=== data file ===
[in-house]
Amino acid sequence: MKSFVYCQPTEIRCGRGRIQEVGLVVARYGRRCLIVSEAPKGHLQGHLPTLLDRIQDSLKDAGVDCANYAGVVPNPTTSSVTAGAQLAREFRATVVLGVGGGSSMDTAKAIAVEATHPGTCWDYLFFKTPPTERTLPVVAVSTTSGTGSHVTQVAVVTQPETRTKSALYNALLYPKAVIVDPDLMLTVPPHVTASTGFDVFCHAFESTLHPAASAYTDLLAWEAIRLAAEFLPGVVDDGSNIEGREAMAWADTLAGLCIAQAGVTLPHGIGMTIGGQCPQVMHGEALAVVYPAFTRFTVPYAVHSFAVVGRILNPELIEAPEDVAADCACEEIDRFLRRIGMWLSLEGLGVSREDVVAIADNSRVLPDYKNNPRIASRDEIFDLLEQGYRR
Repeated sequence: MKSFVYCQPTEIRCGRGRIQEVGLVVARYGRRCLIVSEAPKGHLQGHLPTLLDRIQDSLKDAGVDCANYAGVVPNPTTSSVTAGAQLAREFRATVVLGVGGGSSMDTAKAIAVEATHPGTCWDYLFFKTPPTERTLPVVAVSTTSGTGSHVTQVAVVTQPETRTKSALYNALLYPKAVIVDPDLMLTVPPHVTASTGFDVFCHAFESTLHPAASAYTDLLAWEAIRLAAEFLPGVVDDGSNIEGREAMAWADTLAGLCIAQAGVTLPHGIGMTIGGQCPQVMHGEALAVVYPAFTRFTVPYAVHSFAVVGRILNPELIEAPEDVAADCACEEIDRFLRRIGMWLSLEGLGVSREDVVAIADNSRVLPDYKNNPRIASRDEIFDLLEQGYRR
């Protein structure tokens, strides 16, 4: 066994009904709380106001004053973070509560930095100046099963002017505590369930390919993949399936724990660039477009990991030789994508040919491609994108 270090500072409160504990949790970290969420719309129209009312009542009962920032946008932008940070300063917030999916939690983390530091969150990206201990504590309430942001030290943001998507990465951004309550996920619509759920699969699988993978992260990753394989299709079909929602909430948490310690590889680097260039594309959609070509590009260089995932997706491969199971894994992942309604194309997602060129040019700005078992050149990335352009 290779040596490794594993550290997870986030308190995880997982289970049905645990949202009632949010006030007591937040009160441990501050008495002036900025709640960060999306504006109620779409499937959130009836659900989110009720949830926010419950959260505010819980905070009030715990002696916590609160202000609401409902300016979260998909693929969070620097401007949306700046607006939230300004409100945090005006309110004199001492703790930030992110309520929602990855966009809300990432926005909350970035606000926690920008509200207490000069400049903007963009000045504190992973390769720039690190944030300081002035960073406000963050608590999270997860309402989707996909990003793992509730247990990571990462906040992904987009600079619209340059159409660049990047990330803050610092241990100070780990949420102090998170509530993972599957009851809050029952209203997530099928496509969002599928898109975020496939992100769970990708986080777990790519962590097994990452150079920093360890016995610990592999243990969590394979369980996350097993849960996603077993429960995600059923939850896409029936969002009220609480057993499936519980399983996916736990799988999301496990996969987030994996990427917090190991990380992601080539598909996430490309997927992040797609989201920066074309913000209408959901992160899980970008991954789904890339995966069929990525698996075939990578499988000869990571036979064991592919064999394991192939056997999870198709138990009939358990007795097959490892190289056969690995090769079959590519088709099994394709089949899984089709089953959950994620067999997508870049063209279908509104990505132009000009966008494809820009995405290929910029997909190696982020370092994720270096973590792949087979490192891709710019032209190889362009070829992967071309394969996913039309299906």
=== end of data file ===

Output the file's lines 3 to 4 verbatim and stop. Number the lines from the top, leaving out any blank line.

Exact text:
Repeated sequence: MKSFVYCQPTEIRCGRGRIQEVGLVVARYGRRCLIVSEAPKGHLQGHLPTLLDRIQDSLKDAGVDCANYAGVVPNPTTSSVTAGAQLAREFRATVVLGVGGGSSMDTAKAIAVEATHPGTCWDYLFFKTPPTERTLPVVAVSTTSGTGSHVTQVAVVTQPETRTKSALYNALLYPKAVIVDPDLMLTVPPHVTASTGFDVFCHAFESTLHPAASAYTDLLAWEAIRLAAEFLPGVVDDGSNIEGREAMAWADTLAGLCIAQAGVTLPHGIGMTIGGQCPQVMHGEALAVVYPAFTRFTVPYAVHSFAVVGRILNPELIEAPEDVAADCACEEIDRFLRRIGMWLSLEGLGVSREDVVAIADNSRVLPDYKNNPRIASRDEIFDLLEQGYRR
């Protein structure tokens, strides 16, 4: 066994009904709380106001004053973070509560930095100046099963002017505590369930390919993949399936724990660039477009990991030789994508040919491609994108 270090500072409160504990949790970290969420719309129209009312009542009962920032946008932008940070300063917030999916939690983390530091969150990206201990504590309430942001030290943001998507990465951004309550996920619509759920699969699988993978992260990753394989299709079909929602909430948490310690590889680097260039594309959609070509590009260089995932997706491969199971894994992942309604194309997602060129040019700005078992050149990335352009 290779040596490794594993550290997870986030308190995880997982289970049905645990949202009632949010006030007591937040009160441990501050008495002036900025709640960060999306504006109620779409499937959130009836659900989110009720949830926010419950959260505010819980905070009030715990002696916590609160202000609401409902300016979260998909693929969070620097401007949306700046607006939230300004409100945090005006309110004199001492703790930030992110309520929602990855966009809300990432926005909350970035606000926690920008509200207490000069400049903007963009000045504190992973390769720039690190944030300081002035960073406000963050608590999270997860309402989707996909990003793992509730247990990571990462906040992904987009600079619209340059159409660049990047990330803050610092241990100070780990949420102090998170509530993972599957009851809050029952209203997530099928496509969002599928898109975020496939992100769970990708986080777990790519962590097994990452150079920093360890016995610990592999243990969590394979369980996350097993849960996603077993429960995600059923939850896409029936969002009220609480057993499936519980399983996916736990799988999301496990996969987030994996990427917090190991990380992601080539598909996430490309997927992040797609989201920066074309913000209408959901992160899980970008991954789904890339995966069929990525698996075939990578499988000869990571036979064991592919064999394991192939056997999870198709138990009939358990007795097959490892190289056969690995090769079959590519088709099994394709089949899984089709089953959950994620067999997508870049063209279908509104990505132009000009966008494809820009995405290929910029997909190696982020370092994720270096973590792949087979490192891709710019032209190889362009070829992967071309394969996913039309299906």